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The D-DAY Landings

Omaha Beach

Omaha Beach forms a 7-kilometre indentation between Vierville and Colleville-sur-Mer, with cliffs on either side. It was overlooked by a sheer embankment bristling with field guns, mortars and machine guns.

The Allies were well aware of the dangers of an assault on a spot that seemed like an inevitable trap, but it was the only possibility. Inaccurate bombing had left German defences almost intact – and these were further reinforced by the unspotted arrival of the 352nd Infantry Division. In the morning of 6 June, the men of the 1st and 29th American Divisions, under the command of Generals Huebner and Gerhardt, suffered full-scale carnage. Pinned down on the beach in the midst of dead bodies and burned out equipment, it took them almost 6 hours to extricate themselves, climb the embankment and reach the plateau that overlooked it. By the evening, they had only managed to penetrate a mere 2 kilometres inland.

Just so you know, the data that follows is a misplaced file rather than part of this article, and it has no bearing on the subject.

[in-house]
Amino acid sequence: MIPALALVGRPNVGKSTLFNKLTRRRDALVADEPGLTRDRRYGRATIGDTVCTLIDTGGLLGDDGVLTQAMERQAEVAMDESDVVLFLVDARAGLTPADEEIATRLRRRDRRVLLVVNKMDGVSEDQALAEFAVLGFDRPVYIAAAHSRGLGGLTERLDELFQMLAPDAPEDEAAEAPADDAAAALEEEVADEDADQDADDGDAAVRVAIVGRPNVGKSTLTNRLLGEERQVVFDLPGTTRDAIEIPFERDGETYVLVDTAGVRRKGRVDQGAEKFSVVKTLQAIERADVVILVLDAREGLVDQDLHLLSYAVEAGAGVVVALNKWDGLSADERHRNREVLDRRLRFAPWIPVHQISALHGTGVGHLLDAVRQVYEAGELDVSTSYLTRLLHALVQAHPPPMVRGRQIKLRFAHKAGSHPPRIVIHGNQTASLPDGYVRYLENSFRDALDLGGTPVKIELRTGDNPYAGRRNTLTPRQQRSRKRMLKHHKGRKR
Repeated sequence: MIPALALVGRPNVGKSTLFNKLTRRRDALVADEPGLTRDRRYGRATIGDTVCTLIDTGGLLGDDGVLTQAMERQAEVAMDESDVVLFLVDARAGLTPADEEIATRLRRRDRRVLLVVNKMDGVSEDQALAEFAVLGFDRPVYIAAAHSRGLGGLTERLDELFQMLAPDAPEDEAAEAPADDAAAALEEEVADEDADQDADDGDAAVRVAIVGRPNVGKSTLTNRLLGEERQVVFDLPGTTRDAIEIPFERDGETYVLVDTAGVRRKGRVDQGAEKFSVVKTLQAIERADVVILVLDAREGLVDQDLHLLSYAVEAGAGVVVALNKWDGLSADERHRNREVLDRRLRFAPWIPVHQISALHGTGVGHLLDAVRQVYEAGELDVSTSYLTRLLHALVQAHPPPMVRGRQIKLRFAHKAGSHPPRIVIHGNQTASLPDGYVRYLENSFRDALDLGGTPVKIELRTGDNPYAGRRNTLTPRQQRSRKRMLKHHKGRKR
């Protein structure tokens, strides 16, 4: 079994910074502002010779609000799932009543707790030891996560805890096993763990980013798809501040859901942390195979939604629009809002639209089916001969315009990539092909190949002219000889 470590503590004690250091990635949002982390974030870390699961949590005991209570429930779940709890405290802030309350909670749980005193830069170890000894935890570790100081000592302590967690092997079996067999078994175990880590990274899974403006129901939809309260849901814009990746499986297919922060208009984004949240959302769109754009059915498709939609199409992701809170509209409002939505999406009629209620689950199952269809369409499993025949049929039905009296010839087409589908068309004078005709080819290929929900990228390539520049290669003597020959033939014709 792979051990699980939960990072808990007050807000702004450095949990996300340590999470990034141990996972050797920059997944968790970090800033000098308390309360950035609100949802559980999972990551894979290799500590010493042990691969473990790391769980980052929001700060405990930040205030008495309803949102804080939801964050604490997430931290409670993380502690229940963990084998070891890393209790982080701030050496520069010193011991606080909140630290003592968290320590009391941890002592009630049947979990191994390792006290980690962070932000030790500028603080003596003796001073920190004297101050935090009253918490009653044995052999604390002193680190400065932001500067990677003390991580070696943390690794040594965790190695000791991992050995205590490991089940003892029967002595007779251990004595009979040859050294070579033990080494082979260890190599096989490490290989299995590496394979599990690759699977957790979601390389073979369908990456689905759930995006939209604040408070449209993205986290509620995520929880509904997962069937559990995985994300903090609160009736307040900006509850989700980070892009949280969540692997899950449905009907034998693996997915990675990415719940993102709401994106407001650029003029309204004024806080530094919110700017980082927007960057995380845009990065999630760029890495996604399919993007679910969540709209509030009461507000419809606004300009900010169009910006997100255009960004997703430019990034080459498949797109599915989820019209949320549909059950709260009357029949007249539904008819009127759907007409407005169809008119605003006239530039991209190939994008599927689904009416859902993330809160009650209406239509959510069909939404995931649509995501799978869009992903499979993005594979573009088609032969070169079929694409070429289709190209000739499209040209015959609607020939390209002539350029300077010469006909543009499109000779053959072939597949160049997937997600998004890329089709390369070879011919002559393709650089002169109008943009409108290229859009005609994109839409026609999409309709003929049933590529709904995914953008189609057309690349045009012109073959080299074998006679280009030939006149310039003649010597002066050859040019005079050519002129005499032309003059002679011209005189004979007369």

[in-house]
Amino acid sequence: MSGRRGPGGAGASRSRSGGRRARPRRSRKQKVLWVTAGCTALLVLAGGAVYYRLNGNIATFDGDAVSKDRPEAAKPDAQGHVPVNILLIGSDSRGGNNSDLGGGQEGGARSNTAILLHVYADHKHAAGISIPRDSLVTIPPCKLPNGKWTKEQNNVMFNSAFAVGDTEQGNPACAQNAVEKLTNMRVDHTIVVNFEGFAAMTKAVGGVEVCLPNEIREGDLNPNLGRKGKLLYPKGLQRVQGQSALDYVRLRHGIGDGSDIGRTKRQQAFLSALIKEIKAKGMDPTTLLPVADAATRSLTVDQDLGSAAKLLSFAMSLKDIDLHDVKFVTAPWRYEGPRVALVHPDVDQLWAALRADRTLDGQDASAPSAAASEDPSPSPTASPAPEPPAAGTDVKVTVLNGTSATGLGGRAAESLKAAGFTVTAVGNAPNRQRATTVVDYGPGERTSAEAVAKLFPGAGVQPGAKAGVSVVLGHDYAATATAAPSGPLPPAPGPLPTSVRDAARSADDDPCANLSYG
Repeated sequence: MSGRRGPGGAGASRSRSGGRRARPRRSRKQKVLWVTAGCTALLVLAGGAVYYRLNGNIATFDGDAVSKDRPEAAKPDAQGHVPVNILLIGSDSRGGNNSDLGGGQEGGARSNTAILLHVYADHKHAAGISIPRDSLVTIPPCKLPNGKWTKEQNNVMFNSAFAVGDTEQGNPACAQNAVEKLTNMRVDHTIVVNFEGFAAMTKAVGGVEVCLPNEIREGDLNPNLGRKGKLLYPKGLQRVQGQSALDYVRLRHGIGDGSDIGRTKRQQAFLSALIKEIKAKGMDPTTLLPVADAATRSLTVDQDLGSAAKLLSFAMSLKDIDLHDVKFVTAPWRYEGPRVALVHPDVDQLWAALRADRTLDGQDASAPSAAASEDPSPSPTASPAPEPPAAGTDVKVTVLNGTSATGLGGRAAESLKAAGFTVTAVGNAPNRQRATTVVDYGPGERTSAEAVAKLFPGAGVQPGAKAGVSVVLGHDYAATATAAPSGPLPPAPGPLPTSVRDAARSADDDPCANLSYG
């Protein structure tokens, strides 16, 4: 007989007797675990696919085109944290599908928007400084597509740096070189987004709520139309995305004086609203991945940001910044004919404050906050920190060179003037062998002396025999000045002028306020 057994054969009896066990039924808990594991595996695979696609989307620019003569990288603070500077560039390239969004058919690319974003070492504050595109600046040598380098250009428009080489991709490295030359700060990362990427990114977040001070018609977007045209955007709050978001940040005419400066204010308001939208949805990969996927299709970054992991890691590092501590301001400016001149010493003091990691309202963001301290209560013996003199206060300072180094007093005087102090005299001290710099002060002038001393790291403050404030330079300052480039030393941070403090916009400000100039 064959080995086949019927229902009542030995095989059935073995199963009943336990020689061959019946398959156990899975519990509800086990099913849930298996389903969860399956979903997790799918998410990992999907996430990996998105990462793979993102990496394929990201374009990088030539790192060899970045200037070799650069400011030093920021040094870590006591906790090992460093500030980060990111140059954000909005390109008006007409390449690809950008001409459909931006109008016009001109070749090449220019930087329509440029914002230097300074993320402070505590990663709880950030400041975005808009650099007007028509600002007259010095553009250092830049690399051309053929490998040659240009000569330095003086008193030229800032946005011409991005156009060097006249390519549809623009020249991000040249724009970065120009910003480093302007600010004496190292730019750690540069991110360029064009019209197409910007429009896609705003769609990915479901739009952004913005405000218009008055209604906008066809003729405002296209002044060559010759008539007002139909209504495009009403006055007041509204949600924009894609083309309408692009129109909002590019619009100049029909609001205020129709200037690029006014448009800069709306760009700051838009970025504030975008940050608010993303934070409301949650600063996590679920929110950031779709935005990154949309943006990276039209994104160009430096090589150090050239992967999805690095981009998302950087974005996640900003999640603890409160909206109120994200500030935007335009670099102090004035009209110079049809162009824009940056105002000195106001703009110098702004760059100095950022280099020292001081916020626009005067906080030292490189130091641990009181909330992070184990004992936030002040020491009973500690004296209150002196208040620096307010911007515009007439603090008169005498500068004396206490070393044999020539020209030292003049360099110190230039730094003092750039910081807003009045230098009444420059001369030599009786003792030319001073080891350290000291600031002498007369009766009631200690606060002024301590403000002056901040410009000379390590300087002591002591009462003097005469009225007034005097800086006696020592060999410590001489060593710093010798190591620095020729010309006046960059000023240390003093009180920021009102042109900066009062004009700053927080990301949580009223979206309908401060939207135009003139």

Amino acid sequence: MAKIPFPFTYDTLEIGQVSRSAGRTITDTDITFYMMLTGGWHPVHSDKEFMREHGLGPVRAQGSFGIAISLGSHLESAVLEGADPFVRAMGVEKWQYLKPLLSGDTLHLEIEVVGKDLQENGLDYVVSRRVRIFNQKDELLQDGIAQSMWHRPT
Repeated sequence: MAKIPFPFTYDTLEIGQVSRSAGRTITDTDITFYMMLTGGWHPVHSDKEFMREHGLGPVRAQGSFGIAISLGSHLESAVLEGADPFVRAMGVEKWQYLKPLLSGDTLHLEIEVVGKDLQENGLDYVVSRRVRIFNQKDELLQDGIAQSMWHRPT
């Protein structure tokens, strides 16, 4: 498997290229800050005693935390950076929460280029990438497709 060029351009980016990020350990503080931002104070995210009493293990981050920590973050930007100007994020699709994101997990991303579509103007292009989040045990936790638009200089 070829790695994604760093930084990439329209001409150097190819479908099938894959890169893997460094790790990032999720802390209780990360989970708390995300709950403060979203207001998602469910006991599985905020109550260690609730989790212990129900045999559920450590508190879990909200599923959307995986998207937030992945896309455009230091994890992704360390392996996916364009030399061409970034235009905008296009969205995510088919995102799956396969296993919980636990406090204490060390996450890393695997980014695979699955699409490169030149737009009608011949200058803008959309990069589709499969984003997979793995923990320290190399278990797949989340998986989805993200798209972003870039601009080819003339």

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Civilians in wartime Mémorial

In Falaise, a new museum dedicated to both the life and survival of the civilians during WWII.

Mémorial de falaise
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Arromanches 360 circular cinema

Don't miss! - The film "Normandy's 100 days". Archive images projected in HD on 9 screens.

Mémorial d'Arromanches
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1944 radar museum

Discover the daily life of the German soldiers in charge of the air reconnaissance inside the bunkers

Mémorial de Douvres